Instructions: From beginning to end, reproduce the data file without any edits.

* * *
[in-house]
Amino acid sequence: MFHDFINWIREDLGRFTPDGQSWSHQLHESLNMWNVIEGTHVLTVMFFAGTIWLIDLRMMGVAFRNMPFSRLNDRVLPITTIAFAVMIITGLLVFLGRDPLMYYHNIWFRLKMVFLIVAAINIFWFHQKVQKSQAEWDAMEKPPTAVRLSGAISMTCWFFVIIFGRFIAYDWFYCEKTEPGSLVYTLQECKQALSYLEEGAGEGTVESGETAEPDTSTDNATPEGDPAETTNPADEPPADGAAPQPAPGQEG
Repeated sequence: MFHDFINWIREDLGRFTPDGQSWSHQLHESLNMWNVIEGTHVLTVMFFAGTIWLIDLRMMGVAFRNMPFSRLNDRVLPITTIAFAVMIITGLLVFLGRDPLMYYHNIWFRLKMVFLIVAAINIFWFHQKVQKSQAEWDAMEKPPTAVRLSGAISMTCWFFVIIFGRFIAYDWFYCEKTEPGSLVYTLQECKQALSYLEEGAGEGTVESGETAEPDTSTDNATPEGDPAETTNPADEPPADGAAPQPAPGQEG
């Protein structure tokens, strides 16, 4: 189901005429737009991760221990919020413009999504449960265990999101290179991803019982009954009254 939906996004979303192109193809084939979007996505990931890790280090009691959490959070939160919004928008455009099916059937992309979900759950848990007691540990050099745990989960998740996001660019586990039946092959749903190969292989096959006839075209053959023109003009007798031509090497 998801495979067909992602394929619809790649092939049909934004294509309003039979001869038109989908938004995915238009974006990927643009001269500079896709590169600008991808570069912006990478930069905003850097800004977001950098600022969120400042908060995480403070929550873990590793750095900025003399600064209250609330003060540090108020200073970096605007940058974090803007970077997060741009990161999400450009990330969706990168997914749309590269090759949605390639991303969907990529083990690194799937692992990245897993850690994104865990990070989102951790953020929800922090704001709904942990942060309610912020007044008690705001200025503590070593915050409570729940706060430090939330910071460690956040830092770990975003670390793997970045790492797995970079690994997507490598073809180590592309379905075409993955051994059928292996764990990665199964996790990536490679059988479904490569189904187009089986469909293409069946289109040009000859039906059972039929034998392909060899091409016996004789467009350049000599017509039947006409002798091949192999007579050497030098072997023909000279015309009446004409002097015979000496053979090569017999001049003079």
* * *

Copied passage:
[in-house]
Amino acid sequence: MFHDFINWIREDLGRFTPDGQSWSHQLHESLNMWNVIEGTHVLTVMFFAGTIWLIDLRMMGVAFRNMPFSRLNDRVLPITTIAFAVMIITGLLVFLGRDPLMYYHNIWFRLKMVFLIVAAINIFWFHQKVQKSQAEWDAMEKPPTAVRLSGAISMTCWFFVIIFGRFIAYDWFYCEKTEPGSLVYTLQECKQALSYLEEGAGEGTVESGETAEPDTSTDNATPEGDPAETTNPADEPPADGAAPQPAPGQEG
Repeated sequence: MFHDFINWIREDLGRFTPDGQSWSHQLHESLNMWNVIEGTHVLTVMFFAGTIWLIDLRMMGVAFRNMPFSRLNDRVLPITTIAFAVMIITGLLVFLGRDPLMYYHNIWFRLKMVFLIVAAINIFWFHQKVQKSQAEWDAMEKPPTAVRLSGAISMTCWFFVIIFGRFIAYDWFYCEKTEPGSLVYTLQECKQALSYLEEGAGEGTVESGETAEPDTSTDNATPEGDPAETTNPADEPPADGAAPQPAPGQEG
């Protein structure tokens, strides 16, 4: 189901005429737009991760221990919020413009999504449960265990999101290179991803019982009954009254 939906996004979303192109193809084939979007996505990931890790280090009691959490959070939160919004928008455009099916059937992309979900759950848990007691540990050099745990989960998740996001660019586990039946092959749903190969292989096959006839075209053959023109003009007798031509090497 998801495979067909992602394929619809790649092939049909934004294509309003039979001869038109989908938004995915238009974006990927643009001269500079896709590169600008991808570069912006990478930069905003850097800004977001950098600022969120400042908060995480403070929550873990590793750095900025003399600064209250609330003060540090108020200073970096605007940058974090803007970077997060741009990161999400450009990330969706990168997914749309590269090759949605390639991303969907990529083990690194799937692992990245897993850690994104865990990070989102951790953020929800922090704001709904942990942060309610912020007044008690705001200025503590070593915050409570729940706060430090939330910071460690956040830092770990975003670390793997970045790492797995970079690994997507490598073809180590592309379905075409993955051994059928292996764990990665199964996790990536490679059988479904490569189904187009089986469909293409069946289109040009000859039906059972039929034998392909060899091409016996004789467009350049000599017509039947006409002798091949192999007579050497030098072997023909000279015309009446004409002097015979000496053979090569017999001049003079």